LAST WEEK, PRESIDENTIAL candidate Senator Elizabeth Warren (D-Massachusetts) announced an ambitious plan to break up big tech companies like Google, Facebook, and Amazon and block them from selling their own products on their platforms.
Warren called out Facebook’s acquisitions of Instagram and WhatsApp and Google’s acquisition of online advertising giant DoubleClick as examples of the deals she’d like to see reversed. But why were these companies allowed to grow so big—and these purchases allowed—in the first place?
In his book, The Curse of Bigness: Antitrust in the New Gilded Age, published in November, legal scholar Tim Wu explains how conservative views of antitrust laws first promoted by Robert Bork and the “Chicago School” in the 1970s became fully mainstream by the early 2000s. Today, judges evaluating antitrust claims tend not to look at how many competitors a company has, or how much influence it has over the economy, but simply at whether a company’s business practices have raised prices for consumers. That left companies like Google and Facebook, which offer their main services for free, largely free from oversight even as they acquired competitors and amassed enormous power over the information people see.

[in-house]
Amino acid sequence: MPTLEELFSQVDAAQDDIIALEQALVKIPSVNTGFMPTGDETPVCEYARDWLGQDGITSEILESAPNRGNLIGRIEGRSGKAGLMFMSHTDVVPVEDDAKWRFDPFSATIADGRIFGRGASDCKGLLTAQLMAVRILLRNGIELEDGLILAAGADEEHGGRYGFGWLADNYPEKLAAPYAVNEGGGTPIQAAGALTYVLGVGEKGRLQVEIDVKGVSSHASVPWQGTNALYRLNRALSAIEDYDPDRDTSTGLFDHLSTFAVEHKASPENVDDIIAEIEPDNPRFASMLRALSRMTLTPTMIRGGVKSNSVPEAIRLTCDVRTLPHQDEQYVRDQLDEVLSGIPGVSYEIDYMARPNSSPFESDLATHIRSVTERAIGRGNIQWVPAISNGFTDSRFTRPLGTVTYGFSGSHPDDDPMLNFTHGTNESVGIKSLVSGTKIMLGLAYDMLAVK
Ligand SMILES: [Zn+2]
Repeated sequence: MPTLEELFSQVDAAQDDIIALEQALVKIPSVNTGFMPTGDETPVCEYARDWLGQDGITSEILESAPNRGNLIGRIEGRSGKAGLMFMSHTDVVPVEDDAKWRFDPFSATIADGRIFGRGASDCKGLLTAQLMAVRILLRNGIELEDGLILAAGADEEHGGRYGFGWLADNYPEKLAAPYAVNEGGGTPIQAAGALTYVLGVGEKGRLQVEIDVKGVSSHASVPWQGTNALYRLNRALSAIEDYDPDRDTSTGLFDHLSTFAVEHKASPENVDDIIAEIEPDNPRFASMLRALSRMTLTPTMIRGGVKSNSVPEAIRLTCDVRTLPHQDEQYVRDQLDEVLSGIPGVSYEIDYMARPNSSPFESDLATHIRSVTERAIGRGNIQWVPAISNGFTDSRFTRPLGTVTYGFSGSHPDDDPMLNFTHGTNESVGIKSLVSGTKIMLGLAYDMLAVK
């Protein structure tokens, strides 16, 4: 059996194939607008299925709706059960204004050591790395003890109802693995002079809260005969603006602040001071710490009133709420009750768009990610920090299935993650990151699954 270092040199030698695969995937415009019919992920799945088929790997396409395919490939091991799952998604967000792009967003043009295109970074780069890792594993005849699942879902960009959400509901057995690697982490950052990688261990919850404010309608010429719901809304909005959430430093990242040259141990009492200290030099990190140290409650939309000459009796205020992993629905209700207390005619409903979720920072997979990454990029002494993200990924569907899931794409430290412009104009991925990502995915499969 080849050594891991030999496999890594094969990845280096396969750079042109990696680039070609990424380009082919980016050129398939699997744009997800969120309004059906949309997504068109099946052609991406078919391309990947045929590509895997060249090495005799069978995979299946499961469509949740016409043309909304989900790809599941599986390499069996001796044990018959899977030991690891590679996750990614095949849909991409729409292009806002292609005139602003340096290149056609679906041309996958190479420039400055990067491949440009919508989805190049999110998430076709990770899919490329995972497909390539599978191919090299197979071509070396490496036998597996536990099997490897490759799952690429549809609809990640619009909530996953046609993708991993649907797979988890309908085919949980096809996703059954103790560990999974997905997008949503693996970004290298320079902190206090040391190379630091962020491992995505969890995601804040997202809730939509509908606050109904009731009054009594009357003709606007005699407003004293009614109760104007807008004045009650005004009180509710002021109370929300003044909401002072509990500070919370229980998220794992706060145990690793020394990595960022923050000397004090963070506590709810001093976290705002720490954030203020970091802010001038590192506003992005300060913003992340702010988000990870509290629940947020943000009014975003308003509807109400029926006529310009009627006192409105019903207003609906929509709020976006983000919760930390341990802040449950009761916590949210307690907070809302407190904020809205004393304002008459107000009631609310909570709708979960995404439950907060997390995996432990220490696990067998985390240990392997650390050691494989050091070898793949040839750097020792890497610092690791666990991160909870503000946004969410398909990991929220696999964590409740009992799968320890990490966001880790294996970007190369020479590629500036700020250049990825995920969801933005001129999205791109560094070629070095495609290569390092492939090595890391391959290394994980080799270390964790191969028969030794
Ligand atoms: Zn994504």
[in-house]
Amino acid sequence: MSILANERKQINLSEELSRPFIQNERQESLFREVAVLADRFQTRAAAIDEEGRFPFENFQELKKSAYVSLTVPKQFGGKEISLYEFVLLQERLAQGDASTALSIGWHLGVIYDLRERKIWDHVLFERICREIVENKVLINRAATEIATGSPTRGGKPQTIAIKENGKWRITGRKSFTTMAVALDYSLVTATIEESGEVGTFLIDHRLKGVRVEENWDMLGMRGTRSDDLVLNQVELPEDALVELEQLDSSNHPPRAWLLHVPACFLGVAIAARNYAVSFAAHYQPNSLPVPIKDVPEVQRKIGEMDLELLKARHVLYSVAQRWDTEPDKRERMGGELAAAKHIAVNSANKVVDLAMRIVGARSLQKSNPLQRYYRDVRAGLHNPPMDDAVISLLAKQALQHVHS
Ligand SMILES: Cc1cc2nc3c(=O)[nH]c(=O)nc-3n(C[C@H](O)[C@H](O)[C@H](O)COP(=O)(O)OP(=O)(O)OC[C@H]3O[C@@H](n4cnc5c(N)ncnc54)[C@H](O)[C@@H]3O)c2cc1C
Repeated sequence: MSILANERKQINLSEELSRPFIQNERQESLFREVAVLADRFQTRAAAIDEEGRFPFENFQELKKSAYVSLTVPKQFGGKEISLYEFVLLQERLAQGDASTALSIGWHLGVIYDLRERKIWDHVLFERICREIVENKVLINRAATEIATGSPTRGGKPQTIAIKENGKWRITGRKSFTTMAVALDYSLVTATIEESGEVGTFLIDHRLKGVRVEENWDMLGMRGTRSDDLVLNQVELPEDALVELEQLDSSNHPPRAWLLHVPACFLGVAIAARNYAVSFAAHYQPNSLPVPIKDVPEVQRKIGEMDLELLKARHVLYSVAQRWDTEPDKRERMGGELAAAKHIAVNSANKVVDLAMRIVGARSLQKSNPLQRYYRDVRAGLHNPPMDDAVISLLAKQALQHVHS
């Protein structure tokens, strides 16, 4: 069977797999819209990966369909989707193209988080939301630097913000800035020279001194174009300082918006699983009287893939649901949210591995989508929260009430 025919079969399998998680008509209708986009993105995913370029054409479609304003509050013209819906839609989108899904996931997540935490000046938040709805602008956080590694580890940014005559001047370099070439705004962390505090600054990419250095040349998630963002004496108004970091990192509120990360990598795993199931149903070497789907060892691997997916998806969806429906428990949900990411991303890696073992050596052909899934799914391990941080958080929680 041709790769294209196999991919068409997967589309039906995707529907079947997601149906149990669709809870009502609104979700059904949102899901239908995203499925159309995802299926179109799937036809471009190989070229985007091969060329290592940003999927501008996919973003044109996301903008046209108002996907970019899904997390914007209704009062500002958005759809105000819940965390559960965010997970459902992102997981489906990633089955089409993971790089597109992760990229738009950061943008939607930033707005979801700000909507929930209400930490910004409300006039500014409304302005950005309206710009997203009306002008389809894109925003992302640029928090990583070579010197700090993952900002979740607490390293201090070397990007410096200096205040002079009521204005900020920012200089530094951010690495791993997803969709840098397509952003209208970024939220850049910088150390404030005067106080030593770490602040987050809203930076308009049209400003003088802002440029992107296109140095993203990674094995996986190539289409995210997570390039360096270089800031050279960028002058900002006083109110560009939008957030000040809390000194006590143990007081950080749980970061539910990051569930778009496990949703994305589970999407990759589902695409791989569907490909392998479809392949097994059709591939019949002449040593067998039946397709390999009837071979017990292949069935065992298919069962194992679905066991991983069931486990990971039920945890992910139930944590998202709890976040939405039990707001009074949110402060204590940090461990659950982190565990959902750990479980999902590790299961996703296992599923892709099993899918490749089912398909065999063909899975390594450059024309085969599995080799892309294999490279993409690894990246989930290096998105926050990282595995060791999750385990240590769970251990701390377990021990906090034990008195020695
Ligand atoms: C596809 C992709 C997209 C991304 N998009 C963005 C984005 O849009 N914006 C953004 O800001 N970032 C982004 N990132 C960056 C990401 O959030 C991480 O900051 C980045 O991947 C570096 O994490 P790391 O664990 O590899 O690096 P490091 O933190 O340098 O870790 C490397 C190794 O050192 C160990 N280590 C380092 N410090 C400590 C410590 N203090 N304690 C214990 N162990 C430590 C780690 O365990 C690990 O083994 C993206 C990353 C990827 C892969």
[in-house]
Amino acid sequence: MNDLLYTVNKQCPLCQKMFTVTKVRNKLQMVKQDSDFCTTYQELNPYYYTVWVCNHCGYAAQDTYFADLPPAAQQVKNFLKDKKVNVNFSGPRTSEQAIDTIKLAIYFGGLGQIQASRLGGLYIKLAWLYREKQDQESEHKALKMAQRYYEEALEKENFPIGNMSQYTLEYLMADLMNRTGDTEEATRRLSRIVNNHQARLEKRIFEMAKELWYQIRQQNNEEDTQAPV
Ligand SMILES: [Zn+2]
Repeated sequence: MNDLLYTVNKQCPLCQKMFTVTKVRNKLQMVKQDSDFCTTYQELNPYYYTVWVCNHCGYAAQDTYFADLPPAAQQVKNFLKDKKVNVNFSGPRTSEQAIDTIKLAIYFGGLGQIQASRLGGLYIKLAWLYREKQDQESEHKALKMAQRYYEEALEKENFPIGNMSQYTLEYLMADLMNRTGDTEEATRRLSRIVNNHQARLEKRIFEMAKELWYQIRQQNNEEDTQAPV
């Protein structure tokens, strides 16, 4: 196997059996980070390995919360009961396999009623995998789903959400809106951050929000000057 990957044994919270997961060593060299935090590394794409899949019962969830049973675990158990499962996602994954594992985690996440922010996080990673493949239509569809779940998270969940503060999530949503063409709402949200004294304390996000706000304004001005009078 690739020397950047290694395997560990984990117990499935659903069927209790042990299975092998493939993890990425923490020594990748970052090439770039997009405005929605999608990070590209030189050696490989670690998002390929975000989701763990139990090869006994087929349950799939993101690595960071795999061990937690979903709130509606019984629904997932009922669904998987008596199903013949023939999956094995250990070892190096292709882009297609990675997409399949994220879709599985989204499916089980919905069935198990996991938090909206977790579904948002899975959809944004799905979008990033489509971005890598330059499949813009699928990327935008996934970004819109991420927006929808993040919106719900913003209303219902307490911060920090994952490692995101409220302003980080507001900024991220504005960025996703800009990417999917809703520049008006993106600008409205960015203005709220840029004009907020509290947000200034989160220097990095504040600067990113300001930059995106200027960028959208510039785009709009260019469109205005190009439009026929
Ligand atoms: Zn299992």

It wasn’t always so. Wu, a law professor at Columbia best known for coining the term “net neutrality,” details how presidents of both parties used the Sherman Antitrust Act of 1890, which outlawed monopolistic business practices, to split up the likes of Standard Oil and AT&T, and to block anticompetitive mergers. Wu points to more than a century of “trust busting” tradition to make the case that elected leaders have the legal power, and the responsibility, to break up monopolies that reduce competition, slow the pace of innovation, and damage the fabric of democracy.
WIRED spoke with Wu about how antitrust enforcement all but died in the US, and how leaders could bring it back. An edited transcript follows: